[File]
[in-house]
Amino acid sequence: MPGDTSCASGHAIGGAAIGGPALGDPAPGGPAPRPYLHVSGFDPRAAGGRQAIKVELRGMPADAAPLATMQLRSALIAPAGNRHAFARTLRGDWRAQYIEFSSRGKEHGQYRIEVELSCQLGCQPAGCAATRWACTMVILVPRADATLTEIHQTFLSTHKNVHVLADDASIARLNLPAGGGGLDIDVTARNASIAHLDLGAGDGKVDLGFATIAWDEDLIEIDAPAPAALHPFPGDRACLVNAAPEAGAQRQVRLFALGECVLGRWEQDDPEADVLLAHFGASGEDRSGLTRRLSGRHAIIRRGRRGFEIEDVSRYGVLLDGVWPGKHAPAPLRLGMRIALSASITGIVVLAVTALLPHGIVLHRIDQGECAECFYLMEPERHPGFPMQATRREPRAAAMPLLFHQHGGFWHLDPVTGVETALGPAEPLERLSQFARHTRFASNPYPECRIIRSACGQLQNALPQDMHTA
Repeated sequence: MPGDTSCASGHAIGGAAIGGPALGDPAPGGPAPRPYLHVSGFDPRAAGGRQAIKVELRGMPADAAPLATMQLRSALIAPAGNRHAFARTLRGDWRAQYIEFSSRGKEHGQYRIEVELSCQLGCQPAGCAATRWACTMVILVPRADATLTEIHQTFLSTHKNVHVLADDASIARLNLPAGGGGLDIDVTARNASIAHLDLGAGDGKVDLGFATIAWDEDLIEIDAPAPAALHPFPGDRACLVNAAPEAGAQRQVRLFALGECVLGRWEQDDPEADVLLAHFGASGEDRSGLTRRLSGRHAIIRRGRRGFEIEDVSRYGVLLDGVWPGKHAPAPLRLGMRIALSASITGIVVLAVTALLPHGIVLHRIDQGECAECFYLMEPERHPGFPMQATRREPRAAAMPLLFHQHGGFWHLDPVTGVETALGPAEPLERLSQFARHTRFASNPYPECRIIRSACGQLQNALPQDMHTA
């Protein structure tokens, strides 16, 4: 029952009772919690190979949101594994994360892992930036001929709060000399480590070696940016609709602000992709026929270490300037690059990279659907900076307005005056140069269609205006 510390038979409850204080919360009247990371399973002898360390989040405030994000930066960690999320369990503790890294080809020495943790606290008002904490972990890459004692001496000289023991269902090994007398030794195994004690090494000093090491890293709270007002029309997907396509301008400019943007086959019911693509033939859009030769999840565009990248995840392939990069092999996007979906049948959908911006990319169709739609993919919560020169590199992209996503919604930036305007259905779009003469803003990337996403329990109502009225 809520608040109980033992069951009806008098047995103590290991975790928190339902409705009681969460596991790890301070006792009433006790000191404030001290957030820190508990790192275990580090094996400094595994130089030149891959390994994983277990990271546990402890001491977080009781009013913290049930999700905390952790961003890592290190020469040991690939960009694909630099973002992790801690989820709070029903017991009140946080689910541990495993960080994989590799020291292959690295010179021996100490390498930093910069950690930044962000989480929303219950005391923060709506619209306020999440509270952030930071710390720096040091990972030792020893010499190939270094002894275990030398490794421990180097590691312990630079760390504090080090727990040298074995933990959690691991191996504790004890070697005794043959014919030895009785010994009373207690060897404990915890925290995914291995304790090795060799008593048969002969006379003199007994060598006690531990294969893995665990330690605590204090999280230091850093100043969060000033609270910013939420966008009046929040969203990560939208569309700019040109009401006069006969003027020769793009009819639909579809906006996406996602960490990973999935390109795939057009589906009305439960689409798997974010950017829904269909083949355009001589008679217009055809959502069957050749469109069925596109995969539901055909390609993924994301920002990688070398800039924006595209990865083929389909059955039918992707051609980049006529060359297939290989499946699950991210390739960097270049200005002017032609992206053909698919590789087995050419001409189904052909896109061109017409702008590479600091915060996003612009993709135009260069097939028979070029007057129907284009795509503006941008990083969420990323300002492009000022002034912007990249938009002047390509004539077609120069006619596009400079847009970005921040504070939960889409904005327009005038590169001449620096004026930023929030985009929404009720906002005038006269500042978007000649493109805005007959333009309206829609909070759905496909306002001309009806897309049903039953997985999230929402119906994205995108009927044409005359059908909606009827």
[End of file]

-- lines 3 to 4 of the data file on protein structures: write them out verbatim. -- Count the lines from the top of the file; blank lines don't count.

Repeated sequence: MPGDTSCASGHAIGGAAIGGPALGDPAPGGPAPRPYLHVSGFDPRAAGGRQAIKVELRGMPADAAPLATMQLRSALIAPAGNRHAFARTLRGDWRAQYIEFSSRGKEHGQYRIEVELSCQLGCQPAGCAATRWACTMVILVPRADATLTEIHQTFLSTHKNVHVLADDASIARLNLPAGGGGLDIDVTARNASIAHLDLGAGDGKVDLGFATIAWDEDLIEIDAPAPAALHPFPGDRACLVNAAPEAGAQRQVRLFALGECVLGRWEQDDPEADVLLAHFGASGEDRSGLTRRLSGRHAIIRRGRRGFEIEDVSRYGVLLDGVWPGKHAPAPLRLGMRIALSASITGIVVLAVTALLPHGIVLHRIDQGECAECFYLMEPERHPGFPMQATRREPRAAAMPLLFHQHGGFWHLDPVTGVETALGPAEPLERLSQFARHTRFASNPYPECRIIRSACGQLQNALPQDMHTA
């Protein structure tokens, strides 16, 4: 029952009772919690190979949101594994994360892992930036001929709060000399480590070696940016609709602000992709026929270490300037690059990279659907900076307005005056140069269609205006 510390038979409850204080919360009247990371399973002898360390989040405030994000930066960690999320369990503790890294080809020495943790606290008002904490972990890459004692001496000289023991269902090994007398030794195994004690090494000093090491890293709270007002029309997907396509301008400019943007086959019911693509033939859009030769999840565009990248995840392939990069092999996007979906049948959908911006990319169709739609993919919560020169590199992209996503919604930036305007259905779009003469803003990337996403329990109502009225 809520608040109980033992069951009806008098047995103590290991975790928190339902409705009681969460596991790890301070006792009433006790000191404030001290957030820190508990790192275990580090094996400094595994130089030149891959390994994983277990990271546990402890001491977080009781009013913290049930999700905390952790961003890592290190020469040991690939960009694909630099973002992790801690989820709070029903017991009140946080689910541990495993960080994989590799020291292959690295010179021996100490390498930093910069950690930044962000989480929303219950005391923060709506619209306020999440509270952030930071710390720096040091990972030792020893010499190939270094002894275990030398490794421990180097590691312990630079760390504090080090727990040298074995933990959690691991191996504790004890070697005794043959014919030895009785010994009373207690060897404990915890925290995914291995304790090795060799008593048969002969006379003199007994060598006690531990294969893995665990330690605590204090999280230091850093100043969060000033609270910013939420966008009046929040969203990560939208569309700019040109009401006069006969003027020769793009009819639909579809906006996406996602960490990973999935390109795939057009589906009305439960689409798997974010950017829904269909083949355009001589008679217009055809959502069957050749469109069925596109995969539901055909390609993924994301920002990688070398800039924006595209990865083929389909059955039918992707051609980049006529060359297939290989499946699950991210390739960097270049200005002017032609992206053909698919590789087995050419001409189904052909896109061109017409702008590479600091915060996003612009993709135009260069097939028979070029007057129907284009795509503006941008990083969420990323300002492009000022002034912007990249938009002047390509004539077609120069006619596009400079847009970005921040504070939960889409904005327009005038590169001449620096004026930023929030985009929404009720906002005038006269500042978007000649493109805005007959333009309206829609909070759905496909306002001309009806897309049903039953997985999230929402119906994205995108009927044409005359059908909606009827």